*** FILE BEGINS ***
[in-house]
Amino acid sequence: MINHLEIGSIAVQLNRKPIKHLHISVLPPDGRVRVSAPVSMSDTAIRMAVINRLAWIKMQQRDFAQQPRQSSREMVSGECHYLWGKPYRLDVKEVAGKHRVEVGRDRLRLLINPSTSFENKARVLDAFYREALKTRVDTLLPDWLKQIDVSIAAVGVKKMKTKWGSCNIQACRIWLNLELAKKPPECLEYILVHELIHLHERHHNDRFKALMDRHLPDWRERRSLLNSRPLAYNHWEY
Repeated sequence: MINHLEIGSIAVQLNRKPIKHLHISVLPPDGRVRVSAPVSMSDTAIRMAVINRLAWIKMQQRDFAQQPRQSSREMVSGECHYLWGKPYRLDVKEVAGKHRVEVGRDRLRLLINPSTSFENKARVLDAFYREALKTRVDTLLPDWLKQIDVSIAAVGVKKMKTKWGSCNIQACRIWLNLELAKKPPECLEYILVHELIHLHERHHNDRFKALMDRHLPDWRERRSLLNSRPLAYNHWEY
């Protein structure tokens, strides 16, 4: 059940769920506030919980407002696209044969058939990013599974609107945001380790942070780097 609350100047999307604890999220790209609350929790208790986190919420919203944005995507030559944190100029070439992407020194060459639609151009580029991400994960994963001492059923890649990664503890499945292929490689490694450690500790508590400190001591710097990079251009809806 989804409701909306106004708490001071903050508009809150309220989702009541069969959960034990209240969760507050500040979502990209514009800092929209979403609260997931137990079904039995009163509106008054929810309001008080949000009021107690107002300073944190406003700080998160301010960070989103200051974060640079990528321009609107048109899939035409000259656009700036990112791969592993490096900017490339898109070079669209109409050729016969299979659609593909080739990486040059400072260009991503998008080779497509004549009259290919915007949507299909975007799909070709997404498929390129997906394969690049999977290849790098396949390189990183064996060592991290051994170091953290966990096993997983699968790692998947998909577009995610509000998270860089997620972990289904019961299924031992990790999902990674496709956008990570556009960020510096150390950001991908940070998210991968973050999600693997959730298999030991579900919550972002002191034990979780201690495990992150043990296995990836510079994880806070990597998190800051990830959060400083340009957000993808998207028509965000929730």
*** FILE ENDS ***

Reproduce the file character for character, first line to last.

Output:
[in-house]
Amino acid sequence: MINHLEIGSIAVQLNRKPIKHLHISVLPPDGRVRVSAPVSMSDTAIRMAVINRLAWIKMQQRDFAQQPRQSSREMVSGECHYLWGKPYRLDVKEVAGKHRVEVGRDRLRLLINPSTSFENKARVLDAFYREALKTRVDTLLPDWLKQIDVSIAAVGVKKMKTKWGSCNIQACRIWLNLELAKKPPECLEYILVHELIHLHERHHNDRFKALMDRHLPDWRERRSLLNSRPLAYNHWEY
Repeated sequence: MINHLEIGSIAVQLNRKPIKHLHISVLPPDGRVRVSAPVSMSDTAIRMAVINRLAWIKMQQRDFAQQPRQSSREMVSGECHYLWGKPYRLDVKEVAGKHRVEVGRDRLRLLINPSTSFENKARVLDAFYREALKTRVDTLLPDWLKQIDVSIAAVGVKKMKTKWGSCNIQACRIWLNLELAKKPPECLEYILVHELIHLHERHHNDRFKALMDRHLPDWRERRSLLNSRPLAYNHWEY
């Protein structure tokens, strides 16, 4: 059940769920506030919980407002696209044969058939990013599974609107945001380790942070780097 609350100047999307604890999220790209609350929790208790986190919420919203944005995507030559944190100029070439992407020194060459639609151009580029991400994960994963001492059923890649990664503890499945292929490689490694450690500790508590400190001591710097990079251009809806 989804409701909306106004708490001071903050508009809150309220989702009541069969959960034990209240969760507050500040979502990209514009800092929209979403609260997931137990079904039995009163509106008054929810309001008080949000009021107690107002300073944190406003700080998160301010960070989103200051974060640079990528321009609107048109899939035409000259656009700036990112791969592993490096900017490339898109070079669209109409050729016969299979659609593909080739990486040059400072260009991503998008080779497509004549009259290919915007949507299909975007799909070709997404498929390129997906394969690049999977290849790098396949390189990183064996060592991290051994170091953290966990096993997983699968790692998947998909577009995610509000998270860089997620972990289904019961299924031992990790999902990674496709956008990570556009960020510096150390950001991908940070998210991968973050999600693997959730298999030991579900919550972002002191034990979780201690495990992150043990296995990836510079994880806070990597998190800051990830959060400083340009957000993808998207028509965000929730």